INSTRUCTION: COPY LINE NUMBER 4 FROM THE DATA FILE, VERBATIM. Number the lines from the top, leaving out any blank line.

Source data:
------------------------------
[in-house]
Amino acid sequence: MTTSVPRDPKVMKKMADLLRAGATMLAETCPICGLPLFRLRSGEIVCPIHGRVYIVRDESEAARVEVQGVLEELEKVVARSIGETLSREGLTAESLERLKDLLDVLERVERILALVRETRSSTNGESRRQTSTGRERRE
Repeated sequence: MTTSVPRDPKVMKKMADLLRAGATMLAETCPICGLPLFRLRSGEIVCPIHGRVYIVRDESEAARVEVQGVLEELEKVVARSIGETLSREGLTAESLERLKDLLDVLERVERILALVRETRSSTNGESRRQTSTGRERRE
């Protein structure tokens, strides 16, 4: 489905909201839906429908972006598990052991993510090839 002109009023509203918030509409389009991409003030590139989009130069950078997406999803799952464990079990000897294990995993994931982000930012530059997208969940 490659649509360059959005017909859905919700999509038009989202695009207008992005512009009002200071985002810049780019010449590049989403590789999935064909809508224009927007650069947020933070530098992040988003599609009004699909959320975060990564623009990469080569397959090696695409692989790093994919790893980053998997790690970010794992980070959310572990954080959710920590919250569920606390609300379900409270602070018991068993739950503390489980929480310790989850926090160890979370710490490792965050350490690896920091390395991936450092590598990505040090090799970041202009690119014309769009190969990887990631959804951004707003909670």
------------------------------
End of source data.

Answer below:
């Protein structure tokens, strides 16, 4: 489905909201839906429908972006598990052991993510090839 002109009023509203918030509409389009991409003030590139989009130069950078997406999803799952464990079990000897294990995993994931982000930012530059997208969940 490659649509360059959005017909859905919700999509038009989202695009207008992005512009009002200071985002810049780019010449590049989403590789999935064909809508224009927007650069947020933070530098992040988003599609009004699909959320975060990564623009990469080569397959090696695409692989790093994919790893980053998997790690970010794992980070959310572990954080959710920590919250569920606390609300379900409270602070018991068993739950503390489980929480310790989850926090160890979370710490490792965050350490690896920091390395991936450092590598990505040090090799970041202009690119014309769009190969990887990631959804951004707003909670």